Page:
Cases followed chancery procedure, using English for the proceedings, with some Latin in the administrative records. A case would start with an English petition or bill, requesting the King or his Council (not the Chancellor, as in chancery) to give equitable justice to the plaintiff. It then continued by answer, replication, rejoinder, interrogatories and depositions. Initially, judges of the court were Royal Councillors, under the authority of the King’s Almoner and the Dean of the Chapel Royal. But after 1519, when the court began to meet regularly in the Whitehall at Westminster, the Lord Privy Seal, assisted by Masters and (after 1562), Extraordinary Masters of Requests, headed the court, specifically to determine poor men’s causes by equitable means. Local commissions often dealt with much of the business after the defendant’s answer was filed, and Masters of Requests based their decrees, orders and judgements on returned commissioners’ reports.

4. Judicial and administrative records of the Court of Requests

Unlike the Star Chamber, the judicial and administrative records (in English and Latin) of the Court of Requests have survived fairly well: most are in REQ 1, but there may be some unsuspected material in REQ 2/369-386. REQ 1 includes:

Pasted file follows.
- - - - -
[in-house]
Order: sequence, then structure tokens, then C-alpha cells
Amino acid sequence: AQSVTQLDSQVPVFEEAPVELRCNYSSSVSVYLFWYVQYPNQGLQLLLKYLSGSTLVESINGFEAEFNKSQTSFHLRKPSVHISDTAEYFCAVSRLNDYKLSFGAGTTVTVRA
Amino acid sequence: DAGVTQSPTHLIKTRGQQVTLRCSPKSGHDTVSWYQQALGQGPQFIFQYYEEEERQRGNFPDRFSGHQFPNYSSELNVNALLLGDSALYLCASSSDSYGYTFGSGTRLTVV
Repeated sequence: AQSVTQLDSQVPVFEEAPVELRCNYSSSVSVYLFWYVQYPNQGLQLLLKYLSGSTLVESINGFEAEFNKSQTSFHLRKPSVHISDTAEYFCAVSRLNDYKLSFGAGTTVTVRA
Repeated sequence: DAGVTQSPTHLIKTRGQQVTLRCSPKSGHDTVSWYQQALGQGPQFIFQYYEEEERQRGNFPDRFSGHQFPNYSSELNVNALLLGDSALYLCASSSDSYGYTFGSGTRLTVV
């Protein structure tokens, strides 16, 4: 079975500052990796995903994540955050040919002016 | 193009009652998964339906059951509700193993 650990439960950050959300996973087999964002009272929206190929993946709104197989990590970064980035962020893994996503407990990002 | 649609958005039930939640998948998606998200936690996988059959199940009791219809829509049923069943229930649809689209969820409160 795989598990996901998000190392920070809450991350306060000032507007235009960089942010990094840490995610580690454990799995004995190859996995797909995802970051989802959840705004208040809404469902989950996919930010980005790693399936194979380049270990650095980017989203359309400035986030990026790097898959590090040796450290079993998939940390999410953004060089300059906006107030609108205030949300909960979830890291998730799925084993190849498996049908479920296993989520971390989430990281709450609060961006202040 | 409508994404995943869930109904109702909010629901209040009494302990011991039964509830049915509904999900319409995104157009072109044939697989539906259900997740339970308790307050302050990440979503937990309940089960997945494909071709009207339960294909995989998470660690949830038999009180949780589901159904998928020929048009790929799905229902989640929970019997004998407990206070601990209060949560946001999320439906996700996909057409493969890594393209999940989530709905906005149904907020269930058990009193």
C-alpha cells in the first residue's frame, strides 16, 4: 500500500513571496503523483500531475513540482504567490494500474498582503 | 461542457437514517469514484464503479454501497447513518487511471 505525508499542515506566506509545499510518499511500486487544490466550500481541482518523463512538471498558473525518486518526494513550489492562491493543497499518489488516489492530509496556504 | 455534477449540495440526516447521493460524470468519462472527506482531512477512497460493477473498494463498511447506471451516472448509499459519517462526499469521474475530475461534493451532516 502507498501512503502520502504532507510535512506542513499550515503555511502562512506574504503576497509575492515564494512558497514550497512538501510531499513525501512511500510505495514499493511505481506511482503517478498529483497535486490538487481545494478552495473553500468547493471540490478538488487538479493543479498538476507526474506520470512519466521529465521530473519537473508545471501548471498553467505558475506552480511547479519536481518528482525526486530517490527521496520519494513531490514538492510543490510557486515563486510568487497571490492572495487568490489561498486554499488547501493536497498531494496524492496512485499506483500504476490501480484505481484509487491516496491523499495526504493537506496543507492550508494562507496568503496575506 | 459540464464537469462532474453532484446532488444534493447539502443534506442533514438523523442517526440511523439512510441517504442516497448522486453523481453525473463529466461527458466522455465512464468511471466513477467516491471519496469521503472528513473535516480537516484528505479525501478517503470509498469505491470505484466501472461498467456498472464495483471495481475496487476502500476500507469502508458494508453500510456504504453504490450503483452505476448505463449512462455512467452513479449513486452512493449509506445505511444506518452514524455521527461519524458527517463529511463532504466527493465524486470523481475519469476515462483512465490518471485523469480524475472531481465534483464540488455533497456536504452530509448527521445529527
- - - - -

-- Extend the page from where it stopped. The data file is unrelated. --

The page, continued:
Records Monarch Catalogue Ref Description
Order and decree books Henry VII-Charles I REQ 1/1-38, REQ 1/209 Orders, decrees, final judgements and, before 1520, appearances
Order books Elizabeth I-Charles I REQ 1/39-103 Draft orders, decrees and memoranda
Appearance books Henry VIII-Charles I REQ 1/104-117 Records of appearance by defendants, usually by attorney
Contemporary indexes to affidavits 1637-1641 REQ 1/118, REQ 1/150 Incomplete
Affidavit books 1591-1641 REQ 1/119-149 Signed affidavits (by servers) that process, especially writs of summons, had been served
Note books 1594-1642 REQ 1/151-170 Outline records of the progress of suits
Process books 1567-1642 REQ 1/171-197 Recording the issue of writs of privy seal, attachments for arrest, appointment of commissions, injunctions, and orders for appearances
Witness books Elizabeth I-Charles I REQ 1/198-206
Register of replications 1632-1636 REQ 1/207
Commission book 1603-1619 REQ 1/208 Recording return dates of depositions by commission

There are also 44 boxes of requests miscellanea, and material from other English bill courts, in REQ 3, which contains documents properly belonging to REQ 1 and REQ 2, as well as material from the courts of Chancery, Star Chamber, and Wards and Liveries, which was stored with Court of Requests documents in the Treasury of the receipt of the Exchequer after 1641. This has not been listed fully as yet, but a list of sorts is available. Strays from Requests may also be found in the records of the Star Chamber.

5. Further reading

  • IS Leadam, Select cases in the Court of Requests (Selden Society, XII, 1898)
  • Sir Julius Caesar, The ancient state, authority and proceedings of the Court of Requests, ed, LM Hill (London, 1975)
  • Tim Stretton (ed), Marital litigation in the Court of Requests 1542-1642, Camden Fifth Series volume 32 (London, Cambridge University Press for the Royal Historical Society, 2008)

Guide reference: Legal Records Information 4.